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Hispanic American Historical Review 83.4 (2003) 661-696

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Carlos Lacerda:
The Rise and Fall of a Middle-Class Populist in 1950s Brazil

Bryan McCann

Power, above all, is a marvelous source of happiness.
—Carlos Lacerda 1

President Getúlio Vargas's suicide on August 24, 1954, has long been recognized as the pivotal moment of Brazil's Populist Republic—the tumultuous two decades between the fall of the Estado Novo dictatorship in 1945 and the military coup in 1964. His suicide—clearly as much grand political gesture as personal tragedy—passed almost immediately from current event to popular myth, interpreted in various ways according to fundamentally opposed visions of Brazil and its future. Vargas's supporters saw the suicide as the martyrdom of a prince, and they saw the famous carta-testamento—Vargas's disputed suicide note, typed several days in advance of the act—as a call to arms, urging the vigorous defense of Vargas's legacy. Opponents, on the other hand, saw this as the last, cowardly act of a despicable traitor, a curse guaranteed to further muddy the waters of Brazilian politics for decades to come. The suicide and its fallout have generated extensive academic inquiry, a gripping novel (Rubem Fonseca's Agosto), a Globo television miniseries based on that novel, a theatrical production, and a permanent museum exhibit. The carta-testamento itself has been studied, dissected, and appropriated, serving as the basis for at least two popular sambas. 2 [End Page 661]

In the course of this interpretation and reinterpretation, opposition leader Carlos Lacerda's role in the crisis of August 1954 has become well known. While Vargas himself spent the last year of his life politically immobilized by scandal and corruption, Lacerda spearheaded the ouster campaign that set in motion the events leading to the suicide. Between 1952 and 1954, Lacerda dedicated enormous energy and talent to the masterful orchestration of a campaign to undermine Vargas, drawing on crucial assistance from well-placed allies in the Brazilian elite. The importance of this campaign to Lacerda's political career has received considerable attention. 3 Analysts, however, have not explored the degree to which, in his drive to destroy Vargas, Lacerda employed the same tactics and acquired the characteristics he criticized in his nemesis.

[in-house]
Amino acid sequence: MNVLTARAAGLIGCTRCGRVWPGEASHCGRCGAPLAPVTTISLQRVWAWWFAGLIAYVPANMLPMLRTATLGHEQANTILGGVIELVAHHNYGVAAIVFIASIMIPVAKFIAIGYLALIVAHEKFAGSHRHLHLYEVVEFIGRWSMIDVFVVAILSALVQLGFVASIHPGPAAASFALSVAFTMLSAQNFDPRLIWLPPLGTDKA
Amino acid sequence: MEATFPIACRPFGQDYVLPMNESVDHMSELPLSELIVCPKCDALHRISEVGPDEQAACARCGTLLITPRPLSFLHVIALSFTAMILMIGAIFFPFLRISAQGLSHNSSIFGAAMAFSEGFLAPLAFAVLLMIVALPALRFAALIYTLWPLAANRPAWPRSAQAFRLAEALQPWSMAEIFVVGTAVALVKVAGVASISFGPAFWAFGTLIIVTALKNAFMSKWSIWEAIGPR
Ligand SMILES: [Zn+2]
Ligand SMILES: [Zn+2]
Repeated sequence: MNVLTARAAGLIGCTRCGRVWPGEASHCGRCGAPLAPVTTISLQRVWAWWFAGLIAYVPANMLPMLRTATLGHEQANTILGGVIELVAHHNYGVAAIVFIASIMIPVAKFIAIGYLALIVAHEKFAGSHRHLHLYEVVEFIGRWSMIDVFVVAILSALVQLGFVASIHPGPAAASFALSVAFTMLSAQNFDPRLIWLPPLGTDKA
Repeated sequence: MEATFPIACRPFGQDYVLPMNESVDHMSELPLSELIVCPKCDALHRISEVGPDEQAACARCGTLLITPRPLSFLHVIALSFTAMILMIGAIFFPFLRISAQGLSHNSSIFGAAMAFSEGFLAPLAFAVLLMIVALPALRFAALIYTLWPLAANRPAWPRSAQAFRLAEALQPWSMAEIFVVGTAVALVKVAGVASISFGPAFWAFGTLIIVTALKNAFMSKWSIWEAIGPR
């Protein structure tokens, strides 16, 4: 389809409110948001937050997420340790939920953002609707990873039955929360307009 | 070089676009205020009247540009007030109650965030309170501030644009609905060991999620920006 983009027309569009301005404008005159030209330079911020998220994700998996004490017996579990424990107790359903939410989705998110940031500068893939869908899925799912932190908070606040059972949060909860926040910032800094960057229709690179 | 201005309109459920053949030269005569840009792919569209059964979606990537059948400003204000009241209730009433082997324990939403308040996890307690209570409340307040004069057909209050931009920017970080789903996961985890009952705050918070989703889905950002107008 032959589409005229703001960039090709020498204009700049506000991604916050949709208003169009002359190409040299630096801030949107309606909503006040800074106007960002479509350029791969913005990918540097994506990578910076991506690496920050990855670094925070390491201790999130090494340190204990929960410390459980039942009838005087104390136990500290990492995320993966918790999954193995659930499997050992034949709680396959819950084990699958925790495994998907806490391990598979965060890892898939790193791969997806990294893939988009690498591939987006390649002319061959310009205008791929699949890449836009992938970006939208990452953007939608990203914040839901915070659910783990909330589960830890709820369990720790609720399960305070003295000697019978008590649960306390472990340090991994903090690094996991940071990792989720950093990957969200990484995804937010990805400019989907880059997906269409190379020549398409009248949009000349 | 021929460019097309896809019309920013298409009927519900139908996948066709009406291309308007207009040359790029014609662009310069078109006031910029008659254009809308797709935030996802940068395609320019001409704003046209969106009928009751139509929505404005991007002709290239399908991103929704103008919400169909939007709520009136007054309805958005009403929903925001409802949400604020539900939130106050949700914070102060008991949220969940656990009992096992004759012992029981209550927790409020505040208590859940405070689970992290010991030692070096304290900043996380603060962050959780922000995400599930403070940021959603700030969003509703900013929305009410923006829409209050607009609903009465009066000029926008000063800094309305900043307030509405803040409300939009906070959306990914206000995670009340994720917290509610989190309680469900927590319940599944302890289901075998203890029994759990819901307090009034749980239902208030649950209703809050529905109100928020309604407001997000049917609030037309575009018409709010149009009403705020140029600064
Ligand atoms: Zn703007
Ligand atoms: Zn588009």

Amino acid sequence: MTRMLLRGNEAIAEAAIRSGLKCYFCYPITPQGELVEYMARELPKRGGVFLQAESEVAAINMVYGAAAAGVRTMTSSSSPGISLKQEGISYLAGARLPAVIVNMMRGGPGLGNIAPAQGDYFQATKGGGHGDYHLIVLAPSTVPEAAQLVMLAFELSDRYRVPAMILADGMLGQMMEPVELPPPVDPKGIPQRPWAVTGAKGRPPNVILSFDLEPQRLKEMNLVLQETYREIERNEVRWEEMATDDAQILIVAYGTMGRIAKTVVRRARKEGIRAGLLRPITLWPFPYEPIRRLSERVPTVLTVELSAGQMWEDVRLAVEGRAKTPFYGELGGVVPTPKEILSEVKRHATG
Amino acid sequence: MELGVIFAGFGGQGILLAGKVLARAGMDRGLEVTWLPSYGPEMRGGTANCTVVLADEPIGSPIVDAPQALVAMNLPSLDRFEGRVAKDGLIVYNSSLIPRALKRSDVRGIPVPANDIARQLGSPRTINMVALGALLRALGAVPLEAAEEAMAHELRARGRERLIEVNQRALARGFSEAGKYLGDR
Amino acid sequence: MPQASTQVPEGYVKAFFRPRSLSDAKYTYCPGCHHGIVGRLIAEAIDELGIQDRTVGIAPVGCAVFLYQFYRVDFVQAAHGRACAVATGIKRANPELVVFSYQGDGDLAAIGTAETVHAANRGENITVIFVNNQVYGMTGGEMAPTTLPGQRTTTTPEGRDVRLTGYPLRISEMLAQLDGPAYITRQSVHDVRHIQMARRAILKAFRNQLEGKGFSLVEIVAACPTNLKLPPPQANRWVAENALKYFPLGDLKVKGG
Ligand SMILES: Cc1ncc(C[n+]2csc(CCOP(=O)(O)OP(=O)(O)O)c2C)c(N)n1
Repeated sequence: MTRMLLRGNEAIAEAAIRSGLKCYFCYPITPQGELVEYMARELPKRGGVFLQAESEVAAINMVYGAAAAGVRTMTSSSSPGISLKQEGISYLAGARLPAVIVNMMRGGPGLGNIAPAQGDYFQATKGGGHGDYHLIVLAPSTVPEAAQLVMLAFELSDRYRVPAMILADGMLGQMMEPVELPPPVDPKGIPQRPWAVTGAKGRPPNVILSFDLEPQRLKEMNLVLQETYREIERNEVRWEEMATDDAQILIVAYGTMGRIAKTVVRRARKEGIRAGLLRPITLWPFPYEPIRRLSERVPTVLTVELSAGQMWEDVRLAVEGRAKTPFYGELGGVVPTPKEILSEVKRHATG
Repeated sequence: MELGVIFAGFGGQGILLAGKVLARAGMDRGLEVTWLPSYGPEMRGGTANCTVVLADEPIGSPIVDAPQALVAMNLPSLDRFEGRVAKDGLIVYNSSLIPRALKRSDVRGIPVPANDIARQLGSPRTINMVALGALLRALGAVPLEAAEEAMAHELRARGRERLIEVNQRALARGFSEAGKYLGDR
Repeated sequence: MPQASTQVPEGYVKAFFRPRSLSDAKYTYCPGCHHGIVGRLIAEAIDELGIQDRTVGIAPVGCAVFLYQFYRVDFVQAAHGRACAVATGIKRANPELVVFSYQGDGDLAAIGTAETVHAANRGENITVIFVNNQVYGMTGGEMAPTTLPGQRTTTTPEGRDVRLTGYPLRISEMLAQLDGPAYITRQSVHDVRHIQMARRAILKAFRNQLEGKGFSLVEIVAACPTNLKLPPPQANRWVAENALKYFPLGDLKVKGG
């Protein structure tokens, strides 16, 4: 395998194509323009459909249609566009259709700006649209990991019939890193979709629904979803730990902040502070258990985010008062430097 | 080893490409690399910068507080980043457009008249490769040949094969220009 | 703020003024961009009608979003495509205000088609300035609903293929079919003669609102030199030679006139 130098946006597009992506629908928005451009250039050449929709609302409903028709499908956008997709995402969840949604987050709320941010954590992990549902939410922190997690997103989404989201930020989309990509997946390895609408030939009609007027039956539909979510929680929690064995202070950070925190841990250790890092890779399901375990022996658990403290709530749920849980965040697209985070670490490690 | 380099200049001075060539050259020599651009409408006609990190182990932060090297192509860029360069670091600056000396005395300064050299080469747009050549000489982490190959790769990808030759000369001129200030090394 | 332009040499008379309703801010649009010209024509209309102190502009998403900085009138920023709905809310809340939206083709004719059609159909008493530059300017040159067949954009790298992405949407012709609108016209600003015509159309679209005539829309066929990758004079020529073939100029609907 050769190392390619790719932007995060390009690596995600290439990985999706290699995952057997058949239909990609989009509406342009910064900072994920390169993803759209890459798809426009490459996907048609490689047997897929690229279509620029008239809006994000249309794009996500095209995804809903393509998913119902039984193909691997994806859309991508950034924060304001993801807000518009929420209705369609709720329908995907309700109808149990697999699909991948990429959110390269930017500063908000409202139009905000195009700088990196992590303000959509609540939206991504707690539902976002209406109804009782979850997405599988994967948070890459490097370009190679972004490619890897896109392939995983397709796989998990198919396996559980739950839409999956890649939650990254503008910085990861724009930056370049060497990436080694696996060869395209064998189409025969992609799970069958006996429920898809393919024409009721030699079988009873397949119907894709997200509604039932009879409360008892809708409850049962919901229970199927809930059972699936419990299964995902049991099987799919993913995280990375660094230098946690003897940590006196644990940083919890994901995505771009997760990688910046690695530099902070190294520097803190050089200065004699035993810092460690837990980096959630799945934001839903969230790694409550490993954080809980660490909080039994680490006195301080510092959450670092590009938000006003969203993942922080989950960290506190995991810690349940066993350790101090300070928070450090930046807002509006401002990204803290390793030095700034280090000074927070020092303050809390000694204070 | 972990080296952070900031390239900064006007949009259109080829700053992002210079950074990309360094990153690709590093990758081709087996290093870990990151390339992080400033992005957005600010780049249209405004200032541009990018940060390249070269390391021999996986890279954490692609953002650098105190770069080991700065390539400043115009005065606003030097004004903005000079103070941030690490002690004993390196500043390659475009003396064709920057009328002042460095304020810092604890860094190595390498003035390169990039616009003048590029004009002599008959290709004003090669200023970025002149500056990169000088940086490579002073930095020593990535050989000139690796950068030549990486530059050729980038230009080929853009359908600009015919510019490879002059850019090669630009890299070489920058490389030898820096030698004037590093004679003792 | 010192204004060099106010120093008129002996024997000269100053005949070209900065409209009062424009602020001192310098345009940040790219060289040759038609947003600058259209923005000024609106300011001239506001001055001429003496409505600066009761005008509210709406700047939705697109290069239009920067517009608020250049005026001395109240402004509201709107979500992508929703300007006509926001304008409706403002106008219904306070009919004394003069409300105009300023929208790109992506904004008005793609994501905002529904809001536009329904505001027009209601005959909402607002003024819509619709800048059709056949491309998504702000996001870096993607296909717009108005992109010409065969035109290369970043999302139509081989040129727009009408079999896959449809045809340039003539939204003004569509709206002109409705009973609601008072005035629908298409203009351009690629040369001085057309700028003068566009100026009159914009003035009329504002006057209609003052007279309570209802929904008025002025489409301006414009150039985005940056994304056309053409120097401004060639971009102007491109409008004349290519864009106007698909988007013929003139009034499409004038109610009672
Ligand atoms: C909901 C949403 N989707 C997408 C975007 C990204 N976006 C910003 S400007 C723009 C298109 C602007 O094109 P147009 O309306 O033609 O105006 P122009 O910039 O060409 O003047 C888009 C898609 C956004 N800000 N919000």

Like Vargas, Lacerda underwent several political transformations in his long career. In the early 1950s, he was a fiery spokesman for middle-class Catholic morality, railing against the corruption and incompetence of the Vargas presidency. He defended a conservative social order, expressed skepticism regarding the political capacities of the poor and the working class, and disdained the politics of patronage. He favored international investment and disparaged state control. These positions corresponded to an increasing hostility on the part of Brazil's upper and middle classes toward many of Vargas's actions: his perceived capitulation to the demands of urban labor, his use of the state as a piggy bank for his friends and family, and his restrictions on foreign capital. This groundswell against the tactics and policies of Vargas and his populist imitators might be termed antipopulist. 4 It is one of the many ironies of his political [End Page 662] career, then, that in his assault on Vargas Lacerda adopted the rhetoric and style of his populist rivals: espousing nationalism to the point of xenophobia, insisting on the enforcement of Estado Novo legislation that benefited his position, and, above all, relentlessly projecting his own charismatic presence as the embodiment of his constituency's political will. Also like his rivals—but far more effectively—he used broadcasting to reach out to his supporters with previously unimaginable immediacy and power, summoning the members of a previously marginalized sector of the population into the public sphere and encouraging them to imagine themselves as the center of the national body politic. In doing so, he became a populist for the urban middle class.

These similarities begin to suggest the pervasive logic of populism and its relationship to broadcasting during the post-Estado Novo Populist Republic. As a result, Lacerda...


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pp. 661-696
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Archived 2004
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